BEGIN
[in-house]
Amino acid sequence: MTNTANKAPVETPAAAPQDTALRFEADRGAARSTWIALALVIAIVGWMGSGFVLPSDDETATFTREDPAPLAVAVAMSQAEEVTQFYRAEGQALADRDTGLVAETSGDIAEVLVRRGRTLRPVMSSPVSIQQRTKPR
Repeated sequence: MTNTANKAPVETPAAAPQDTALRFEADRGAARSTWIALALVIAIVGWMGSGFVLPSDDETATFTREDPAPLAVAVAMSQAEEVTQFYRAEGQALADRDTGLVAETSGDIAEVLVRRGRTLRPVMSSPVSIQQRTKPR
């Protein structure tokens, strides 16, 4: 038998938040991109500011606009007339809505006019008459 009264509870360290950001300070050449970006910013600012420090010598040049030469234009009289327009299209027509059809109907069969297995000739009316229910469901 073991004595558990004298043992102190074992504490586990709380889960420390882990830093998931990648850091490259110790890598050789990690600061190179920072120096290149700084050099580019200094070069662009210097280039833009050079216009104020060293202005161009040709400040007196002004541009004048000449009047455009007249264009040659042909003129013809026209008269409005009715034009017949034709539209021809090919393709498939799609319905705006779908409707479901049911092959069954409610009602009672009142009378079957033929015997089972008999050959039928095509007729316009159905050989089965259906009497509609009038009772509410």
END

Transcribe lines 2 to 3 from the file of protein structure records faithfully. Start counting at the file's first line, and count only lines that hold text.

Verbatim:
Amino acid sequence: MTNTANKAPVETPAAAPQDTALRFEADRGAARSTWIALALVIAIVGWMGSGFVLPSDDETATFTREDPAPLAVAVAMSQAEEVTQFYRAEGQALADRDTGLVAETSGDIAEVLVRRGRTLRPVMSSPVSIQQRTKPR
Repeated sequence: MTNTANKAPVETPAAAPQDTALRFEADRGAARSTWIALALVIAIVGWMGSGFVLPSDDETATFTREDPAPLAVAVAMSQAEEVTQFYRAEGQALADRDTGLVAETSGDIAEVLVRRGRTLRPVMSSPVSIQQRTKPR